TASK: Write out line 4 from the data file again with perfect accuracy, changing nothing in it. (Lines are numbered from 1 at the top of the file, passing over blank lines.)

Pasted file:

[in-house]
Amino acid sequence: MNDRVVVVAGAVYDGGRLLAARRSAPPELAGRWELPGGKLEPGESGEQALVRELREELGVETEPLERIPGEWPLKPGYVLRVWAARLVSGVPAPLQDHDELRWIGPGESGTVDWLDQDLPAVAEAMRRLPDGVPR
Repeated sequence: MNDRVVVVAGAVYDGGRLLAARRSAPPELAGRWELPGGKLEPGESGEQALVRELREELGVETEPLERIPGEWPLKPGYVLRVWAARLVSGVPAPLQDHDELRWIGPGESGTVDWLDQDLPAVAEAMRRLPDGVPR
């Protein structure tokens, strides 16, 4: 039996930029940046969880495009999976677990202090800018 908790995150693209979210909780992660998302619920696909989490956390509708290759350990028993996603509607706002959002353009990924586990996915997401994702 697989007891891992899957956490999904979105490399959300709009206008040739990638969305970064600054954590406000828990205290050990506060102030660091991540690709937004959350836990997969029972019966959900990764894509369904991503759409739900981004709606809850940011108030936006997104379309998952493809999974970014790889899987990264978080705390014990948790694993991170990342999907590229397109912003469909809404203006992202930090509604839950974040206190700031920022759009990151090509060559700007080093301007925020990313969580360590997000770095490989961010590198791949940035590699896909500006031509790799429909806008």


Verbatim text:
């Protein structure tokens, strides 16, 4: 039996930029940046969880495009999976677990202090800018 908790995150693209979210909780992660998302619920696909989490956390509708290759350990028993996603509607706002959002353009990924586990996915997401994702 697989007891891992899957956490999904979105490399959300709009206008040739990638969305970064600054954590406000828990205290050990506060102030660091991540690709937004959350836990997969029972019966959900990764894509369904991503759409739900981004709606809850940011108030936006997104379309998952493809999974970014790889899987990264978080705390014990948790694993991170990342999907590229397109912003469909809404203006992202930090509604839950974040206190700031920022759009990151090509060559700007080093301007925020990313969580360590997000770095490989961010590198791949940035590699896909500006031509790799429909806008």